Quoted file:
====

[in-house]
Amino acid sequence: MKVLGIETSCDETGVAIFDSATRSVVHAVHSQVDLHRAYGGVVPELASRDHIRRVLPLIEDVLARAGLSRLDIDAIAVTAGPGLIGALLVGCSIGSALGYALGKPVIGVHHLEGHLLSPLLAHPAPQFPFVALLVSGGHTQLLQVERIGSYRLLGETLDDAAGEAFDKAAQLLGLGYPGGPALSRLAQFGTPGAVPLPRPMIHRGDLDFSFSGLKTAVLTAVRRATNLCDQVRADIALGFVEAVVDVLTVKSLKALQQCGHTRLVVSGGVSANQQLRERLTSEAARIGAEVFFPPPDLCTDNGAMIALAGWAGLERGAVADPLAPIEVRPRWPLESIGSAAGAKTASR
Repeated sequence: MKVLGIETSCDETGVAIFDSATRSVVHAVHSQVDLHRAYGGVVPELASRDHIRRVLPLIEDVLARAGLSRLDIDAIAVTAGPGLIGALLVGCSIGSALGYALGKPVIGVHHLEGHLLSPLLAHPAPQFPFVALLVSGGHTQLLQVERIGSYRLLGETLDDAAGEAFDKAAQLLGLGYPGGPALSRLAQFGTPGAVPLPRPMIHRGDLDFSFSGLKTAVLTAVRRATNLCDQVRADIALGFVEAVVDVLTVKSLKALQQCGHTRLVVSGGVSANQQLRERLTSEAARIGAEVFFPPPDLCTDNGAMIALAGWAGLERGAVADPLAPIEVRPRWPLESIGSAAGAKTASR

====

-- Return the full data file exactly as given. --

[in-house]
Amino acid sequence: MKVLGIETSCDETGVAIFDSATRSVVHAVHSQVDLHRAYGGVVPELASRDHIRRVLPLIEDVLARAGLSRLDIDAIAVTAGPGLIGALLVGCSIGSALGYALGKPVIGVHHLEGHLLSPLLAHPAPQFPFVALLVSGGHTQLLQVERIGSYRLLGETLDDAAGEAFDKAAQLLGLGYPGGPALSRLAQFGTPGAVPLPRPMIHRGDLDFSFSGLKTAVLTAVRRATNLCDQVRADIALGFVEAVVDVLTVKSLKALQQCGHTRLVVSGGVSANQQLRERLTSEAARIGAEVFFPPPDLCTDNGAMIALAGWAGLERGAVADPLAPIEVRPRWPLESIGSAAGAKTASR
Repeated sequence: MKVLGIETSCDETGVAIFDSATRSVVHAVHSQVDLHRAYGGVVPELASRDHIRRVLPLIEDVLARAGLSRLDIDAIAVTAGPGLIGALLVGCSIGSALGYALGKPVIGVHHLEGHLLSPLLAHPAPQFPFVALLVSGGHTQLLQVERIGSYRLLGETLDDAAGEAFDKAAQLLGLGYPGGPALSRLAQFGTPGAVPLPRPMIHRGDLDFSFSGLKTAVLTAVRRATNLCDQVRADIALGFVEAVVDVLTVKSLKALQQCGHTRLVVSGGVSANQQLRERLTSEAARIGAEVFFPPPDLCTDNGAMIALAGWAGLERGAVADPLAPIEVRPRWPLESIGSAAGAKTASR